Toss the zucchini with the couscous and black beans, and refrigerate till chilled. Just prior to serving, toss the salad with the cilantro and lemon juice. Top with crumbled feta.

Wednesday, November 7, 2012

Roasted Brussels Sprouts: The antidote to pumpkin lattes

It sat on the kitchen counter, a glossy congealed mass of pumpkin standing tall, proud and gelatinous in its pale, buttery crust. I groaned at the sight, disdain circling the circumference of my stomach as I struggled to keep my distaste from becoming an audible disturbance to my officemates in the other room.

"I hate pumpkin pie," I muttered, quickly placing my quinoa salad in the fridge, far away from the object of my disaffection.

"What?!" My coworker sputtered in disbelief, as though I'd just confessed something truly horrifying, like I was giving up wine, or wanted to punch a baby.

It wasn't the first time my lack of enthusiasm for the ceremonial gourd had registered such an appalled response. It's not that I hate pumpkin in its entirety -- I'm quite fond of the seeds, can get down with it in cookie form, and have even been known to order it on my pizza when the mood so strikes.

What drives me to the edge -- to punching a baby territory -- is the pumpkin obsession that descends on the population this time of year. The signs shrieking about the return of the pumpkin latte. In September. The endless parade of recipes for pumpkin chili, pumpkin macaroni cheese, pumpkin gnocchi with pumpkin seed pesto in a sea of pumpkin-infused butter.

And the staunch devotion to the flavorless mush of canned pumpkin smashed together with the equally egregious can of evaporated milk on the most food-focused day of the year.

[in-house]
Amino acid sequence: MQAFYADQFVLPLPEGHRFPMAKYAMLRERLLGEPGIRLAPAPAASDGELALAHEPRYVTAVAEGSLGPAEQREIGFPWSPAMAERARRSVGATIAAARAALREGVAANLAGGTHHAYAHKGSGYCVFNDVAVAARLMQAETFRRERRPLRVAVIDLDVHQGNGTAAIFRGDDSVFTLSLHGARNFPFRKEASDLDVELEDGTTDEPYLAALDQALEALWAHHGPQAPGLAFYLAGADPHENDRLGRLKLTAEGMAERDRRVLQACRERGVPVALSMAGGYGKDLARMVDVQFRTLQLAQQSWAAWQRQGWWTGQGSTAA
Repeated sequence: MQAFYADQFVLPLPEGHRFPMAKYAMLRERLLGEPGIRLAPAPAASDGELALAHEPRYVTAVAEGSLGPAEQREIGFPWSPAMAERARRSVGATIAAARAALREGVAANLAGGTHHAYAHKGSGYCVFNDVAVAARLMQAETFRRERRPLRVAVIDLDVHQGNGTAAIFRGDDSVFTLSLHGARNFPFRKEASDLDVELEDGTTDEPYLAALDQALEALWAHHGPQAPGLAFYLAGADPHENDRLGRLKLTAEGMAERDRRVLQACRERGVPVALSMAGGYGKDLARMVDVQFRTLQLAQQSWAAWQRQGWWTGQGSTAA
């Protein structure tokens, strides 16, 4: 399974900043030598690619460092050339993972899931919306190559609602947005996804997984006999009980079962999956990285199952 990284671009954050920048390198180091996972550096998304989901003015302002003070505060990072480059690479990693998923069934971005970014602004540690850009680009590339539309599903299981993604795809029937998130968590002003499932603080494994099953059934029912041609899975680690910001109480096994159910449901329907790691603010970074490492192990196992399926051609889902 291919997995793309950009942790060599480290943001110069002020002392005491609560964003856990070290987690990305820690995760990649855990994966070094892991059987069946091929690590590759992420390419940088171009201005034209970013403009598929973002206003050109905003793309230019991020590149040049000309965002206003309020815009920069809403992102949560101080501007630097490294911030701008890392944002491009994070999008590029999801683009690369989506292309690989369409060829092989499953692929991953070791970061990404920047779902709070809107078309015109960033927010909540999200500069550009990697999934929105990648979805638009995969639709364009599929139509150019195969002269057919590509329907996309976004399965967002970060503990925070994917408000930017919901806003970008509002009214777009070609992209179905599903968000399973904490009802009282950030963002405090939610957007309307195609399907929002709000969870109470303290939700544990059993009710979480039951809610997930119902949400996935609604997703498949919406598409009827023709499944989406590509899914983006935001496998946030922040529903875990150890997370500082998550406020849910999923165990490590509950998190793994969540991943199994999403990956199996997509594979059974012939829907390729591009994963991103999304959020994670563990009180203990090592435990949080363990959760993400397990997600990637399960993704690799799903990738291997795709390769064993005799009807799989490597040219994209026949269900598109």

Pumpkin pie, in most iterations, is not dessert.

It's baby food.

For me, the thing that makes me shriek with elfin glee at the first gasp of fall is not a neon coffee beverage or congealed slice of pie, but rather a cruciferous vegetable.

Brussels sprouts.

This past weekend three pounds were purchased and subsequently roasted into submission. As a side to chicken. As the key mix-in to one of my favorite quinoa salads. As the crux of my dinner tonight -- the other ingredients mere excuses to continue in this harried pursuit to consume as many Brussels sprouts as possible in a four-day period.

They're my pumpkin pie.
My signifier that summer is officially over -- that fall, giant ugly sweaters, thick socks, and clanging heaters are marginally acceptable in a city where 65 degrees is considered chilly.

And, gratefully, the heart of a dish that is not at all fit for a baby.

Roasted Brussels Sprouts, Carrots and Chickpeas
Serves 4-6

Notes: This dish was initially an afterthought. The result of an immediate craving that was realized with a roasting pan, a surplus of chickpeas, and the inevitable additions of garlic and lemon (the yins to all the yangs that come out of my kitchen). It's simple, rustic, and for the so-inclined, a hearty addition to round out yet another bowl of quinoa. Serve it independently as a side or piled high and proud on a plate for dinner. I opted for the latter. 

2 carrots, peeled and sliced on the diagonal into thin pieces
1 1/2 lbs Brussels sprouts, outer shells removed and cut into quarters
2 tablespoons olive oil, divided
1/2 teaspoon dried thyme
Sea salt, ground pepper
1 16-ounce can chickpeas, drained and rinsed well
3-4 cloves garlic, minced
Zest and juice of half a lemon
1/2 cup chicken broth

Preheat oven to 400 degrees.

Toss Brussels sprouts and carrots with 1 1/2 tablespoons olive oil, thyme, and salt and pepper to taste. Spread out on a baking sheet, and roast, stirring once or twice, for 20-25 minutes or until tender and lightly caramelized and browned.

While vegetables are roasting, heat large nonstick pan over medium-high heat. Add the remaining olive oil, then the chickpeas and garlic. Reduce heat slightly so the garlic doesn't burn, and cook, stirring constantly, until the chickpeas are lightly browned and the garlic is fragrant, approximately 5 minutes.

Combine chicken broth and lemon juice in a small saucepan and bring to a low boil. Let simmer for 2 minutes, then turn off the heat.

Toss vegetables with chickpeas, garlic, and lemon zest, then drizzle with the lemon-scented broth. Serve immediately.